OSA and Article 102 TFEU: a way of attacking excessive collecting society fees?
Competition , Music Publishing / February 2015

COMPETITION Music Publishing   Case C-351/12 OSA – Ochranný svaz autorský pro práva k dílům hudebním o.s. v Léčebné lázně Mariánské Lázně a.s., 27 February 2014 Eleonora’s Rosarati’s abstract for the Oxford University Press publication,  Journal of European Competition Law & Practice, reads as follows: Even where national law reserves collective management of rights to a certain collecting society, this does not exclude application of competition law rules, notably Article 102 of the Treaty on the Functioning of the European Union (TFEU): a collecting society may be found to abuse its dominant position if in a particular Member State it imposes fees that are appreciably higher than those charged in other Member States, or imposes a price that is excessive in relation to the economic value of the service provided.

Court Holds Soundreef Business Activities in Italy are Legitimate
Competition , Music Publishing / February 2015

COMPETITION Music publishing   The Court of First Instance of Milan has ruled in favour of this rising and ambitious British company that administers copyright and neighbouring rights and is a de facto competitor of the Italian Society of Authors and Editors (SIAE) saying: “At the moment there are no sufficient elements to hold that Soundreef’s dissemination of music within the Italian territory is unlawful because of the exclusive granted to the Italian Society for Authors and Editors (SIAE) as per Art. 180 of the Italian Copyright Act, nor does it appear that the music … managed and disseminated by Soundreef in shopping centres, department stores and similar commercial venues, must be necessarily managed by SIAE. Any such claim would be in conflict with both the principles of the free market within the European Community and the core principles of free competition”. [Indeed, in an era in which technology takes the strain and the bureaucratic element of rights management is largely automated, the benefits to rights owners through economy of scale, if they exist at all, must be vanishingly small]. In both phases of the interim proceedings, the Court of Milan dismissed all claims against Soundreef. “The decision holds that…

YouTube’s monopolistic behaviour back in the news again
Competition , Internet / February 2015

COMPETITION Internet   Self releasing musician Zoe Keating has reignited the debate around YouTube’s Music Key negotiating tactics. In a detailed blog post about her current quandary over YouTube, as the market-leading video platform ploughs on with its Music Key adventure. CMU Daily reports that It seems that the new subscription streaming, having placated the indie labels, is now offering terms to self released artistes – which seem to be “join in with Music Key or say goodbye to YouTube entirely”.   Outlining the new YouTube deal as it was explained to her, Keating wrote: All of my catalogue must be included in both the free and premium music service. Even if I don’t deliver all my music, because I’m a music partner, anything that a third party uploads with my info in the description will be automatically included in the music service too. All songs will be set to “montetise”, meaning there will be ads on them. I will be required to release new music on YouTube at the same time I release it anywhere else. So no more releasing to my core fans first on Bandcamp and then on iTunes. All my catalogue must be uploaded at high…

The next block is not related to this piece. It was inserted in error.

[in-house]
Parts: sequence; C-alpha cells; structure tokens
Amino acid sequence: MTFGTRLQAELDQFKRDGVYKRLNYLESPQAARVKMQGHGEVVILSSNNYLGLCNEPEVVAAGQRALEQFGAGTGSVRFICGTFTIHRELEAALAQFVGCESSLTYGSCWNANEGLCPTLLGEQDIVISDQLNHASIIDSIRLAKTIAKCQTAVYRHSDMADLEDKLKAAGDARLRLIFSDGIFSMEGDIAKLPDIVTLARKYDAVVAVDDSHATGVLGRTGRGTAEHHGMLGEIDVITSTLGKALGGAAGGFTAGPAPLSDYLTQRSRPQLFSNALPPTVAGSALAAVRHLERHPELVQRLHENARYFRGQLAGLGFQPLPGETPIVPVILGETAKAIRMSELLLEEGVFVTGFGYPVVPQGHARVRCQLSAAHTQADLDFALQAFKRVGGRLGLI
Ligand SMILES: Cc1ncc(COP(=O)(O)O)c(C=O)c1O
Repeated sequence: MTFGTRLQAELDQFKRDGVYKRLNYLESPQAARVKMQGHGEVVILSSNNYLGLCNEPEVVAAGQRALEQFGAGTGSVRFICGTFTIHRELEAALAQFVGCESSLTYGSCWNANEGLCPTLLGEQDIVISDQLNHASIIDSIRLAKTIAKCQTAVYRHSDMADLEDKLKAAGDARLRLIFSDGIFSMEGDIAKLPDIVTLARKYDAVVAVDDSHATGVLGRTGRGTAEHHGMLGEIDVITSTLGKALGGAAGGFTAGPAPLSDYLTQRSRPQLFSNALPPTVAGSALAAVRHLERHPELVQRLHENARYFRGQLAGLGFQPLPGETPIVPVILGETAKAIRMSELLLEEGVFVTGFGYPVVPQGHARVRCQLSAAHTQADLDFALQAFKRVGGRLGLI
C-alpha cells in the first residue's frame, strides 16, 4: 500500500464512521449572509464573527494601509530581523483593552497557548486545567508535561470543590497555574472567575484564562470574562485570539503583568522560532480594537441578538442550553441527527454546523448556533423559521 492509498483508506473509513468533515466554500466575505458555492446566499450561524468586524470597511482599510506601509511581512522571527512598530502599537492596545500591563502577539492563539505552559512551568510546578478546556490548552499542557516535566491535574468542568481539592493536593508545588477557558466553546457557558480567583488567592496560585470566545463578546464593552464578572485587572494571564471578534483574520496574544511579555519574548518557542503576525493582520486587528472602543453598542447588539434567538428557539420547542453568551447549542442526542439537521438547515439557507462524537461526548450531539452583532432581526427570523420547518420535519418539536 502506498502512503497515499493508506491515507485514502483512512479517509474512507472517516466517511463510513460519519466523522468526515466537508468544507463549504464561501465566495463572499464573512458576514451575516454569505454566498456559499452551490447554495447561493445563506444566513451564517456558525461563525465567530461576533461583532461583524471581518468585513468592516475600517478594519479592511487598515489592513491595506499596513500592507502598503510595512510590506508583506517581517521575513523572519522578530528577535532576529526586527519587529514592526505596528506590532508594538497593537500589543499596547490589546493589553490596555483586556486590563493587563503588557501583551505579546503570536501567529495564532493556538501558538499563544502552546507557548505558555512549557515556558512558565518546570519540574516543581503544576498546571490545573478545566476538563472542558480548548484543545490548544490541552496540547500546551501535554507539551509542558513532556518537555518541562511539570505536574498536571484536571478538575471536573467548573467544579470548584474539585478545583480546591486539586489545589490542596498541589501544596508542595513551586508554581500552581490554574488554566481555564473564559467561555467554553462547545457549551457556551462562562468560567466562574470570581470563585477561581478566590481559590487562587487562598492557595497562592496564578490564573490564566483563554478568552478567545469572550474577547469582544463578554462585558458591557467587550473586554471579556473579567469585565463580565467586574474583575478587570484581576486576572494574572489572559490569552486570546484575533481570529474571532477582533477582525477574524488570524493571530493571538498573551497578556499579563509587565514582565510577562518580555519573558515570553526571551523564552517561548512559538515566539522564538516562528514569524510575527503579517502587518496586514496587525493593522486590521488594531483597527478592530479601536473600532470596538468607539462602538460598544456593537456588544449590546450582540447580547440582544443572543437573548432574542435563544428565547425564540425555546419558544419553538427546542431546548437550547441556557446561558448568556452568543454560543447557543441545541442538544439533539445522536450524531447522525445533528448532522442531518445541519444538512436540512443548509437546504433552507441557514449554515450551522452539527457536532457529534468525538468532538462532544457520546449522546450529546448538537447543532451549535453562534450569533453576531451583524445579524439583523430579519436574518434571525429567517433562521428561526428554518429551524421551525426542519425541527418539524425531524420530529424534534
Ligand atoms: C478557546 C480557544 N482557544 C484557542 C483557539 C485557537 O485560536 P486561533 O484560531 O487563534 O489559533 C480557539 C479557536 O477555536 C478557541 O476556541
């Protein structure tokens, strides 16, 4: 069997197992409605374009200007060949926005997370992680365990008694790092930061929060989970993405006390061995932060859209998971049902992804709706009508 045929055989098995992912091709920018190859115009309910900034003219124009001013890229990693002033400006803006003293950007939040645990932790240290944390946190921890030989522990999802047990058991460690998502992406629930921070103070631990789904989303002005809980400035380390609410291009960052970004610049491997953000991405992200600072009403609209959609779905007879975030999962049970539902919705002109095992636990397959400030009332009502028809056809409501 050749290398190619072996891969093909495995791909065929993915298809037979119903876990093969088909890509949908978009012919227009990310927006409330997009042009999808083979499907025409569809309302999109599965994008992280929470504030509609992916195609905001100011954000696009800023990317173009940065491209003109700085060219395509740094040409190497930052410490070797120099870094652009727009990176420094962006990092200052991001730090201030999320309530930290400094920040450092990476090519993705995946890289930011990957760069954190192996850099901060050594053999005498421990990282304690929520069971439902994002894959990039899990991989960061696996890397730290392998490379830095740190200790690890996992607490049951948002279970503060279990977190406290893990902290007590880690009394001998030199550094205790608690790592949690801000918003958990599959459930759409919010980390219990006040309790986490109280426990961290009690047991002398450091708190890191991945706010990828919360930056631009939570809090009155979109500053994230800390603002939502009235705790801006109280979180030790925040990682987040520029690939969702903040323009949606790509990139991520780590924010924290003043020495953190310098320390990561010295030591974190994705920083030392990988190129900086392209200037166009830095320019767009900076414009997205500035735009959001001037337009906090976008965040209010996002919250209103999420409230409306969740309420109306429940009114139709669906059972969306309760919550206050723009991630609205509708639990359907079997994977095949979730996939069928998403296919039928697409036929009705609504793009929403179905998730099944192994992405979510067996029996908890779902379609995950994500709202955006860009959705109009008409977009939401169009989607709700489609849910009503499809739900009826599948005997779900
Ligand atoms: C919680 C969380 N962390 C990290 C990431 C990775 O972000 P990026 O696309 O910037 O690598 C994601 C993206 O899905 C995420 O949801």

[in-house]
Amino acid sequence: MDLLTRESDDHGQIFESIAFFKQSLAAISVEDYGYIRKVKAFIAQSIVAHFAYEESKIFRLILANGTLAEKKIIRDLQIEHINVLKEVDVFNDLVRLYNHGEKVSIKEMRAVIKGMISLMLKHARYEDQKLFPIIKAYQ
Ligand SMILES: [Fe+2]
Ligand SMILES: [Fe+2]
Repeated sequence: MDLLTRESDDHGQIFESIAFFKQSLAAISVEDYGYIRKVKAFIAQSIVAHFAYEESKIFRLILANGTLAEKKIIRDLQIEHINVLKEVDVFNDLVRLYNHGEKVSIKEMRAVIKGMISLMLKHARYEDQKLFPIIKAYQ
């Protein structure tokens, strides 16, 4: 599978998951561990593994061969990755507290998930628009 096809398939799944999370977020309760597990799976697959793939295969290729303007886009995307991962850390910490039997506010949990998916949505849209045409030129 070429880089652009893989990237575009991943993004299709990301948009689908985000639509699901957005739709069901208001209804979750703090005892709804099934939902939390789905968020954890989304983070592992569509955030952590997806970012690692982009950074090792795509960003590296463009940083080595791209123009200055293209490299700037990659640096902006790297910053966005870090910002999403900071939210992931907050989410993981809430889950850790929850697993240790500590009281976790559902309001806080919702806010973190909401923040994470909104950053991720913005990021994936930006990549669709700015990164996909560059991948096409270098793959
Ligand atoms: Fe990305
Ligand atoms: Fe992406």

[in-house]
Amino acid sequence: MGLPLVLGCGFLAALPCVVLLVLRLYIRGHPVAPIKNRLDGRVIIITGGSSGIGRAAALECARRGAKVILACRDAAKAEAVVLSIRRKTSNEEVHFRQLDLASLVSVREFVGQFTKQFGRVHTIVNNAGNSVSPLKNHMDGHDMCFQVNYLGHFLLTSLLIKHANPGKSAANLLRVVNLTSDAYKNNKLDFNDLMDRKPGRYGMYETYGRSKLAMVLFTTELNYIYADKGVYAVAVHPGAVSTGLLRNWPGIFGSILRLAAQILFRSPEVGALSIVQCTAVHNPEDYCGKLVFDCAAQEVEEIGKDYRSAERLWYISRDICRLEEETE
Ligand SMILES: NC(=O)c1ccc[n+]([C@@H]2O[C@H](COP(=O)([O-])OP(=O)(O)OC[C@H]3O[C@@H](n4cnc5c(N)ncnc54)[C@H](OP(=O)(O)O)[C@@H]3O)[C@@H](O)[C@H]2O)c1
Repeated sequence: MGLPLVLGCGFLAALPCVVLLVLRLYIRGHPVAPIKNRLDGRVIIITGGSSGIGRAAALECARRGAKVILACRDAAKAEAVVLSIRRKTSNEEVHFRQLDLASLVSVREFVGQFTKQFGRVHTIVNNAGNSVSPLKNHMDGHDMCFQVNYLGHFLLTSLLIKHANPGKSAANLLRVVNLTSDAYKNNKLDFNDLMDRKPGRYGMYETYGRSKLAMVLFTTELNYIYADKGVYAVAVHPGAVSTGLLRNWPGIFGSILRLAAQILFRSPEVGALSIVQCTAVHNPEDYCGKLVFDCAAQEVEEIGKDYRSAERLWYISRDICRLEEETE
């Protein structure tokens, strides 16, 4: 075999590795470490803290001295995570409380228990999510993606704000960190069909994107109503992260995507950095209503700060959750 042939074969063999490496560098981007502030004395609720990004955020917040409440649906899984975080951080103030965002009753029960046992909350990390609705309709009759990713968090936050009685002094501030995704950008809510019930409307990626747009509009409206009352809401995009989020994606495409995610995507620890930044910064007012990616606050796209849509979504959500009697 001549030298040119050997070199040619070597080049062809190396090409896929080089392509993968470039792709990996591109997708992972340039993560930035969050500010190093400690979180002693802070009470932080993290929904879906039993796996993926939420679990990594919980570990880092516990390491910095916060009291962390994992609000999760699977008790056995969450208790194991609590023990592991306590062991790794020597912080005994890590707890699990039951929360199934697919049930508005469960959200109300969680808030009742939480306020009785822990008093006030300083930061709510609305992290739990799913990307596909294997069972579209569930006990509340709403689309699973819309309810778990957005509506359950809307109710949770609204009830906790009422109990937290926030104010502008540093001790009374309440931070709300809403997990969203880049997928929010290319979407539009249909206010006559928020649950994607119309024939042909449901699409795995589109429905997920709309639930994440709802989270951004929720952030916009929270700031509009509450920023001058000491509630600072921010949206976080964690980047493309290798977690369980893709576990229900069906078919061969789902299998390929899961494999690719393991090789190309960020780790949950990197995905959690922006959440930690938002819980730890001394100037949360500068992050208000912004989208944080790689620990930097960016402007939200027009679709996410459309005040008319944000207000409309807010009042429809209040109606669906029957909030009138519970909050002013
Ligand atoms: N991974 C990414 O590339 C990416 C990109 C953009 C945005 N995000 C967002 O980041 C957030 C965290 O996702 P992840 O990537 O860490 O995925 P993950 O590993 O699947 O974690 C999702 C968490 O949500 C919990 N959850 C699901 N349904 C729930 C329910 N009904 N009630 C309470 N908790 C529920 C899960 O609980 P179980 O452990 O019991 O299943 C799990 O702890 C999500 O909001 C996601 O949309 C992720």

UK Government launches consultation on CRM Directive

COMPETITION Music publishing, recorded music   The UK government will shortly be launching a consultation on the implementation of the Collective Rights Management (CRM) Directive. This EU law was adopted last year to set consistent standards for the regulation of collective rights management organisations such as PRS for Music. The Directive aims to enforce minimum standards to the way collecting societies work and has three key elements: rules on governance, transparency/financial reporting and standards for multi-territory licensing. This government consultation is an opportunity for you to have your say on the implementation of the directive in UK law. The legislation will come into force on 10 April 2016. The Government has also halted a proposed move that would see the copyright protection certain unpublished sound recordings up to the year 2039 removed. The Copyright, Designs and Patents Act protects copyright in unpublished recordings from 1957 – 1989 for the period up to 2039, at which point the works fall into the public domain. The proposed move came after lobbying on the issue from groups including CILIP, on behalf of libraries, museums and archives. The Government scrapped the reform after consultations with industry trade organisations including thr BPI and UK Music All…

Music and sports figures rebuffed in call for ticket resale reform
Competition , Contract , Live Events / February 2015

COMPETITION / CONTRACT Live events sector   Senior UK figures from the world of sport and entertainment who issued a call for new controls on websites selling event tickets have seen their bid for regulation of secondary ticketing fail after MPs voted 289 to 204 against an amendment to the Consumer Rights Bill in the House of Commons. Campaigners wanted resale websites to be required to publish the names of ticket sellers and the tickets’ face value. The renewed call came in a letter to the Independent on Sunday signed by heads of sporting and cultural bodies and entertainers’ management companies. Government ministers prefer a voluntary approach. The Department of Culture, Media and Sport has previously said a change in the law would be unnecessary. Secondary ticketing sites act as marketplaces that allow sellers to charge what they like for concerts, plays and sports events, and often earn a commission from selling on the tickets.  When tickets for a popular event go on sale, they may be snapped up in bulk either manually or using automated software in order to sell them on at a profit. The letter warns that the way the secondary ticketing market currently operates can seriously undermine efforts…